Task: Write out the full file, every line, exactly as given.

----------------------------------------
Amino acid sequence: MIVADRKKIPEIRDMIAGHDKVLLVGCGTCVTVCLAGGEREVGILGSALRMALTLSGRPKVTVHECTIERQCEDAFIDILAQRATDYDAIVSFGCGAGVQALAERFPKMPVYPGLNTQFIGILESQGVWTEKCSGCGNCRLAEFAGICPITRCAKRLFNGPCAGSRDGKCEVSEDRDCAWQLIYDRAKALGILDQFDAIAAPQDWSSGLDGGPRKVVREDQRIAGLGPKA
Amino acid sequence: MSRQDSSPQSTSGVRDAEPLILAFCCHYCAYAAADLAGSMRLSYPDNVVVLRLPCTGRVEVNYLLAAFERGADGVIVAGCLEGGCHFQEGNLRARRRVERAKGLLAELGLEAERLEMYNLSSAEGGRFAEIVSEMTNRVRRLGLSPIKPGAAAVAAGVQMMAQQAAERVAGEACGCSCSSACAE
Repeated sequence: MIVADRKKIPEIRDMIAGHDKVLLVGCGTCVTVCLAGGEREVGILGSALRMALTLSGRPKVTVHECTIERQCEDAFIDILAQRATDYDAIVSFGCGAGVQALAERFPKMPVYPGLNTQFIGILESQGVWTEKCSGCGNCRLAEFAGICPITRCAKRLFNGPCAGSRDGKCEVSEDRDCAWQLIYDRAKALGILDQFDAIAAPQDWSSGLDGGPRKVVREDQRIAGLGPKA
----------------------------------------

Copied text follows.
Amino acid sequence: MIVADRKKIPEIRDMIAGHDKVLLVGCGTCVTVCLAGGEREVGILGSALRMALTLSGRPKVTVHECTIERQCEDAFIDILAQRATDYDAIVSFGCGAGVQALAERFPKMPVYPGLNTQFIGILESQGVWTEKCSGCGNCRLAEFAGICPITRCAKRLFNGPCAGSRDGKCEVSEDRDCAWQLIYDRAKALGILDQFDAIAAPQDWSSGLDGGPRKVVREDQRIAGLGPKA
Amino acid sequence: MSRQDSSPQSTSGVRDAEPLILAFCCHYCAYAAADLAGSMRLSYPDNVVVLRLPCTGRVEVNYLLAAFERGADGVIVAGCLEGGCHFQEGNLRARRRVERAKGLLAELGLEAERLEMYNLSSAEGGRFAEIVSEMTNRVRRLGLSPIKPGAAAVAAGVQMMAQQAAERVAGEACGCSCSSACAE
Repeated sequence: MIVADRKKIPEIRDMIAGHDKVLLVGCGTCVTVCLAGGEREVGILGSALRMALTLSGRPKVTVHECTIERQCEDAFIDILAQRATDYDAIVSFGCGAGVQALAERFPKMPVYPGLNTQFIGILESQGVWTEKCSGCGNCRLAEFAGICPITRCAKRLFNGPCAGSRDGKCEVSEDRDCAWQLIYDRAKALGILDQFDAIAAPQDWSSGLDGGPRKVVREDQRIAGLGPKA